Panelists will be selected by April 15, 2013. The Section hopes to have these papers published as part of an online mini-symposium sponsored by a law review, either in print or online.  All panelists will be responsible for paying their annual meeting registration fee and travel expenses.

Full-time faculty members of AALS member law schools are eligible to submit papers. Foreign, visiting (and not full-time on a different faculty) and adjunct faculty members, graduate students, and fellows are not eligible to submit.

Prof. Bennett Capers
Chair, AALS Law & Humanities Section
Brooklyn Law School
250 Joralemon Street
Brooklyn, NY 11201

March 27, 2013

As the Court Considers Prop 8 and DOMA

Law and Trauma, Seen Through Graphic Novels

Karen Crawley, Griffith Law School, and Honni Van Rijswijk, University of Technology, Sydney, have published Justice in the Gutter: Representing Everyday Trauma in the Graphic Novels of Art Spiegelman. Here is the abstract.
Scholars working at the intersection of law and trauma have often turned to literature to supplement the law’s version of justice. In this article, we consider what the unique formal properties of comics – which we refer to here as graphic novels – might bring to this pursuit, by reference to Art Spiegelman’s Maus (1996) and In the Shadow of No Towers (2004). We suggest that these two works offer a critique of the underlying model of trauma upon which law relies, suggesting alternative understandings of trauma in a mode which is particularly instructive for law. Although Spiegelman organizes his treatment of trauma through specific events that have defined the twentieth and twenty-first centuries – the Holocaust and 9/11 – he represents the impact, as well as the ethical and aesthetic questions of these experiences, in ways that radically challenge the supremacy of the event by showing the ways in which the event fails to be contained.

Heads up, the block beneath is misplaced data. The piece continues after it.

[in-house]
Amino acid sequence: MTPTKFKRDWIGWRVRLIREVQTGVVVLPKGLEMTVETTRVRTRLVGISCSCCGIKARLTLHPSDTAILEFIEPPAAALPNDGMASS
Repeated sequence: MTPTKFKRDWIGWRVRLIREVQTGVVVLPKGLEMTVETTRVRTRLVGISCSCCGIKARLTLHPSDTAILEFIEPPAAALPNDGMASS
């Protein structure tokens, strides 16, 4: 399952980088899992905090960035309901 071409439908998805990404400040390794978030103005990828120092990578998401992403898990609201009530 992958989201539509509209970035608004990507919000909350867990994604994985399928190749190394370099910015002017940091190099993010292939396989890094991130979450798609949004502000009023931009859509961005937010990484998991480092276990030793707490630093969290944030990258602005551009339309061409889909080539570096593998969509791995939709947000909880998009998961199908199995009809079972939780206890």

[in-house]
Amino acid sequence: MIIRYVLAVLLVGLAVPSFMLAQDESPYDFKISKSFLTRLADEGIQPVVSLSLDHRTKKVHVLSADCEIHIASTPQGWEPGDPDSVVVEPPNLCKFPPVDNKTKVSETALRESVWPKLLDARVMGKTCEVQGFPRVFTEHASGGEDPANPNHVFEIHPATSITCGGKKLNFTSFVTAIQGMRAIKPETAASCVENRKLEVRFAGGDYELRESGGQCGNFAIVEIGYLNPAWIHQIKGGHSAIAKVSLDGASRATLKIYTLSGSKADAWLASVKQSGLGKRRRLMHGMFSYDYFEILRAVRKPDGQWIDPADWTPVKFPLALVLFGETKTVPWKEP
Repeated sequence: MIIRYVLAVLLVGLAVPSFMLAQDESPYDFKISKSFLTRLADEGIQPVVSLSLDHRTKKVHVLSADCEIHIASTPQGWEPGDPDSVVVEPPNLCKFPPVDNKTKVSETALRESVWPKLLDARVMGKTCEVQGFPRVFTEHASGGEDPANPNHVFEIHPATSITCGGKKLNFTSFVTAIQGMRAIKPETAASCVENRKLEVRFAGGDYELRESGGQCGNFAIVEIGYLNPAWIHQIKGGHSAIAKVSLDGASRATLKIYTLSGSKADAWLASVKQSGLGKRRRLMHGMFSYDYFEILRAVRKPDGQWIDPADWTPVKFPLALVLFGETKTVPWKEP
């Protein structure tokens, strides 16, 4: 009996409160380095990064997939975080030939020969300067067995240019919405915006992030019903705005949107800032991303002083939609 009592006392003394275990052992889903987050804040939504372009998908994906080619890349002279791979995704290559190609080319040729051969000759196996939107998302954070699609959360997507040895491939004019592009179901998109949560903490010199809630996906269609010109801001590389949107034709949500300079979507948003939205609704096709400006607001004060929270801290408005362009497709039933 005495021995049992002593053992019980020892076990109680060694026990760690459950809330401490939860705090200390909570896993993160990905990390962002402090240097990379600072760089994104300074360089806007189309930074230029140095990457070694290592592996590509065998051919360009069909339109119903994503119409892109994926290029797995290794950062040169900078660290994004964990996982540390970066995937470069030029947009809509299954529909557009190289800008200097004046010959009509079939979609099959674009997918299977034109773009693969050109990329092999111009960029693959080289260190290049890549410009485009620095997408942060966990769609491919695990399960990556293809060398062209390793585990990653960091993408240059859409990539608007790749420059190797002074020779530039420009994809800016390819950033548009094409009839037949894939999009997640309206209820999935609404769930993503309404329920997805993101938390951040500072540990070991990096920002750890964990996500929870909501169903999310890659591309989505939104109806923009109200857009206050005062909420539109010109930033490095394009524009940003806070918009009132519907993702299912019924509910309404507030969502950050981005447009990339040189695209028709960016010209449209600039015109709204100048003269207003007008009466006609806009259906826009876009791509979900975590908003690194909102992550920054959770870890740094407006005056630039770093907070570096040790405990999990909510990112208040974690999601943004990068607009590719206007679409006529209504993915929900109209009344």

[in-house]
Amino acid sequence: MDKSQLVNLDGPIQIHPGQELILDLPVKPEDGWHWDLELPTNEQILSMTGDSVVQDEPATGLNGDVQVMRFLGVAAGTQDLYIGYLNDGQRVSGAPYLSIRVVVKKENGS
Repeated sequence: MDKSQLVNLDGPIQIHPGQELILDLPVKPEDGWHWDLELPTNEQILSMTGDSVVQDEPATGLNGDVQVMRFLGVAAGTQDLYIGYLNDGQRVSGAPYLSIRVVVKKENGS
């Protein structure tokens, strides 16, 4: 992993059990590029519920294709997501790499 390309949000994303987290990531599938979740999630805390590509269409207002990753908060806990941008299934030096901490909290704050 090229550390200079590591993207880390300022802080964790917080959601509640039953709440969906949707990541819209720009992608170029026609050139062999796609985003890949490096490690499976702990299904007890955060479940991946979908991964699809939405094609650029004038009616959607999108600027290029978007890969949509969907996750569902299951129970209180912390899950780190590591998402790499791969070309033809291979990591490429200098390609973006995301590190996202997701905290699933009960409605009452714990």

Download the paper from SSRN at the link. 

March 25, 2013

The Portrayal of Crime in Hindu Films